The Word

John 1.1-18

In these opening verses, John unmistakably presents Jesus as more than a Man…He was with God and He was God. Like I said earlier, it’s our Trinitarian concept of God…one God in three Persons. God the Father. God the Son. And as we will see soon enough, God the Holy Spirit. Not easy to grasp but foundational to our faith.

Not only does John present Jesus as more than a Man…He is also a Man. The Word became flesh. He didn’t give up His God-ness to become a Man, but somehow clothed His divinity in humanity. Again, not something that is easy to understand but also foundational to our faith.

John wants us to know Jesus…fully God because only God can forgive sins. Fully Man because only a Man could die for sin. The perfect Lamb of God who takes away the sin of the world.

But as many as received Him, to them He gave the right to become children of God, even to those who believe in His name…if you have not yet trusted in Jesus, make today the day!

pro rege,

This post is based on a sermon from our John series. Download the podcast at: Central Christian Church Main Service, or follow us on Facebook, Instagram, YouTube or Twitter: @ccclancaster

Our Hope for Christmas

Luke 2.8-20

Mary had a little Lamb…what a simple story with life-changing implications! Mary’s little Lamb is none other than the Lamb of God who takes away the sin of the world…our Savior who rescues us from sin and death. Jesus is not only the long-hoped-for Jewish Messiah who came to save His people from their enemies…both physical and spiritual, but He’s also Lord who is worthy of all worship and praise and honor…and obedience.

The heavens erupt in praise at Jesus’ coming, and the shepherds catch the excitement. The people are amazed, and Mary ponders. “Angels we have heard on high, Sweetly singing o’er the plains: And the mountains in reply, Echoing their joyous strains. Shepherds, why this jubilee? Why your joyous strains prolong? What gladsome tidings be Which inspire your heav’nly song? Come to Bethlehem, and see Him whose birth the angels sing; Come adore on bended knee Christ the Lord, the newborn King. See Him in a manger laid, Whom the choirs of angels praise; Mary, Joseph, lend your aid, While our hearts in love we raise. Gloria in excelsis Deo (Glory to God in the highest)!”

So what will you do? Do you know Jesus as both Savior and Lord? If so, are you experiencing the hope that salvation brings? Do you have a sense of excitement about the Word you’ve heard? Like the shepherds, do you have the desire to tell others the good news? If so, good. Keep proclaiming the good news. If not, why not? Have the cares of this world and your present circumstances have robbed you of your joy and excitement and left you hopeless? Is it possible that your hope is misplaced…that you’re “hoping” in the things of this world which really amounts to wishful thinking and is destined to disappoint?  Hope from a biblical perspective is so much more than wishful thinking. It’s a confident anticipation based on the truth of God’s Word. And God does what He says He will do. Our hope is in the unseen…it’s in a kingdom where we will spend eternity with Jesus…it’s home. Spend some time this week asking yourself, “where is my hope?” If it’s anywhere but in Jesus, then it’s misplaced. Be honest with yourself and ask God to help you, then make whatever course corrections you need to to get back on track.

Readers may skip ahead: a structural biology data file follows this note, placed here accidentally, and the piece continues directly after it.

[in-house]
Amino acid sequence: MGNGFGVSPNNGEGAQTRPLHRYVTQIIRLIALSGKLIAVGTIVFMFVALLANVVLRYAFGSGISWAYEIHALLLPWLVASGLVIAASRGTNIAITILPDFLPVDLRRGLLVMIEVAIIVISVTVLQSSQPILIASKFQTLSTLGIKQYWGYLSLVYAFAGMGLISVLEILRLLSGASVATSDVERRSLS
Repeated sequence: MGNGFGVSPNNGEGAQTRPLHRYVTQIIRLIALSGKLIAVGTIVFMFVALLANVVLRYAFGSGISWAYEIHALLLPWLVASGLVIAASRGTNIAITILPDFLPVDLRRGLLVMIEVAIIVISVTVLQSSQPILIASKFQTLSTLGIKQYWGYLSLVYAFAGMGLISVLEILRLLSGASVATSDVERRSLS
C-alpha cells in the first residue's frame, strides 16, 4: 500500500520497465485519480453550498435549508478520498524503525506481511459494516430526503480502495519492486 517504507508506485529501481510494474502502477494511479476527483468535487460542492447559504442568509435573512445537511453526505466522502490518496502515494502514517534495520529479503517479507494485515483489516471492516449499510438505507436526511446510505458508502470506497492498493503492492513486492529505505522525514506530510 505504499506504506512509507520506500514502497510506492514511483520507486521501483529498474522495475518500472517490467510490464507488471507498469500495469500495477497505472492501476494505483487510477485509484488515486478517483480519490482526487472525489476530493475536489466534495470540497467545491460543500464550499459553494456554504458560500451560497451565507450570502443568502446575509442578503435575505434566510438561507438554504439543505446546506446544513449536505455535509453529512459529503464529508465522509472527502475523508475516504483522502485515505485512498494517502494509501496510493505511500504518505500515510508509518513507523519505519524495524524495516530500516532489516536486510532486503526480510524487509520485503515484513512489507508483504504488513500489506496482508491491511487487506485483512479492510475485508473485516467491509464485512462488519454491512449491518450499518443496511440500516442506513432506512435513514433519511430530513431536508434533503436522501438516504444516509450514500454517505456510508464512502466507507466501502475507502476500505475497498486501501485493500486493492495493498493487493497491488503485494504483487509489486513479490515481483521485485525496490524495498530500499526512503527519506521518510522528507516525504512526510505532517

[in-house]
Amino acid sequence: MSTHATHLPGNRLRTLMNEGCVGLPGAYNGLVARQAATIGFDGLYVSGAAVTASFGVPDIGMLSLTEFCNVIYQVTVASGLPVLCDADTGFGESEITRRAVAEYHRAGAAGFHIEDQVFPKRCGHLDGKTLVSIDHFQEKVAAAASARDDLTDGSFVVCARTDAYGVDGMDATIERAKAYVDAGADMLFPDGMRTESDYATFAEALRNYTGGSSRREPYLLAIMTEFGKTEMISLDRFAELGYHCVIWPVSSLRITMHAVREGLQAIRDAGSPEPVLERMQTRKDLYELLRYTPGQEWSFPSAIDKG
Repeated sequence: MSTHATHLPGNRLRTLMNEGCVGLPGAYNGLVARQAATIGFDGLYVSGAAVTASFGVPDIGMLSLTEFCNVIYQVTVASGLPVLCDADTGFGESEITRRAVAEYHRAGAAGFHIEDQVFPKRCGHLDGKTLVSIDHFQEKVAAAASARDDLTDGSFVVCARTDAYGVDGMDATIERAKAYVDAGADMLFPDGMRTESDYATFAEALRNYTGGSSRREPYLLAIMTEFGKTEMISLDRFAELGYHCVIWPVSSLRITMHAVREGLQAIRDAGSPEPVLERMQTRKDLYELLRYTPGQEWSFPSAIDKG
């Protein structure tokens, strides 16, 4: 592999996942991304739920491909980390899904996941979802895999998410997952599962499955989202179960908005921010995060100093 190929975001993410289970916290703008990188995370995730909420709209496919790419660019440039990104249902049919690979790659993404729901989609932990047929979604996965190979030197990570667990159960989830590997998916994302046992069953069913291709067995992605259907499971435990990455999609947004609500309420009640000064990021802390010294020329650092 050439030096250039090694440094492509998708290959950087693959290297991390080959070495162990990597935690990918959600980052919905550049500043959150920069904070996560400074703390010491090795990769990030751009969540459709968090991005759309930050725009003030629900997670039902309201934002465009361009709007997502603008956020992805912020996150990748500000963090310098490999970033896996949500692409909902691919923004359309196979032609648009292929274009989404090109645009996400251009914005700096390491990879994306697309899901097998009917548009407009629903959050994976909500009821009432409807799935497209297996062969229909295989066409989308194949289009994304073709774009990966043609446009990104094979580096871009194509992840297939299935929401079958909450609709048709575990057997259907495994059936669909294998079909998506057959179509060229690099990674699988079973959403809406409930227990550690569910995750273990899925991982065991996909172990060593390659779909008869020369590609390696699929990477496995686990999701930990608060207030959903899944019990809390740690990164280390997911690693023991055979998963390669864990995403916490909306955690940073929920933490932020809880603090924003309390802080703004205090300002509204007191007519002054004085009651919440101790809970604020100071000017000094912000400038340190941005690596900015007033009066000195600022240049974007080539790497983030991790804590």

If you don’t know Jesus as Savior and Lord today, I want to invite you to take the first step. Jesus came as Savior, the Hero and only one who could rescue us. Unlike the kings of this world who may be able to save from mortal enemies, King Jesus came to save us from our real enemies, both sin and death. Jesus came to bring us home. Unlike earthly kings who promise peace through force of arms, King Jesus brings peace that invades every aspect of our being…peace with God, peace with men, peace with creation and peace with ourselves. Jesus came not just as Savior, but also as Lord. He is our Sovereign and deserves our allegiance. But unlike the kings of this world who force subjugation and seek only their own good, King Jesus is a benevolent Ruler who invites submission and seeks the good of His subjects. So will you trust in Him today?

There is no place like home. There is no home like heaven. There is no king like Jesus.

Until next time…stay salty.

“May we experience afresh and anew the hope that can only be realized in Jesus, and may we share that hope with others this week as we tell them about Him.”

This post is based on a sermon from our Advent series, Home for Christmas. Download the podcast at: Central Christian Church Main Service, or follow us on Facebook, Instagram or Twitter: @ccclancaster